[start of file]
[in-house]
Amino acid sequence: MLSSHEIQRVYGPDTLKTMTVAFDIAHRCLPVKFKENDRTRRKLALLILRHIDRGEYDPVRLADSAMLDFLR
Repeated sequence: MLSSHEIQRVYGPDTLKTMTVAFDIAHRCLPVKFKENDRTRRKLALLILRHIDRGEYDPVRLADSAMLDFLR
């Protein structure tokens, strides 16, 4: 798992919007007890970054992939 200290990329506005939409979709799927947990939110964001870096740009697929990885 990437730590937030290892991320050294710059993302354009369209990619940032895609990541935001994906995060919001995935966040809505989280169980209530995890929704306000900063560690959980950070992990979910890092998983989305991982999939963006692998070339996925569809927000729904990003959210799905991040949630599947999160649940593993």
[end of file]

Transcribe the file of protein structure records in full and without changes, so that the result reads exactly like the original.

[in-house]
Amino acid sequence: MLSSHEIQRVYGPDTLKTMTVAFDIAHRCLPVKFKENDRTRRKLALLILRHIDRGEYDPVRLADSAMLDFLR
Repeated sequence: MLSSHEIQRVYGPDTLKTMTVAFDIAHRCLPVKFKENDRTRRKLALLILRHIDRGEYDPVRLADSAMLDFLR
């Protein structure tokens, strides 16, 4: 798992919007007890970054992939 200290990329506005939409979709799927947990939110964001870096740009697929990885 990437730590937030290892991320050294710059993302354009369209990619940032895609990541935001994906995060919001995935966040809505989280169980209530995890929704306000900063560690959980950070992990979910890092998983989305991982999939963006692998070339996925569809927000729904990003959210799905991040949630599947999160649940593993």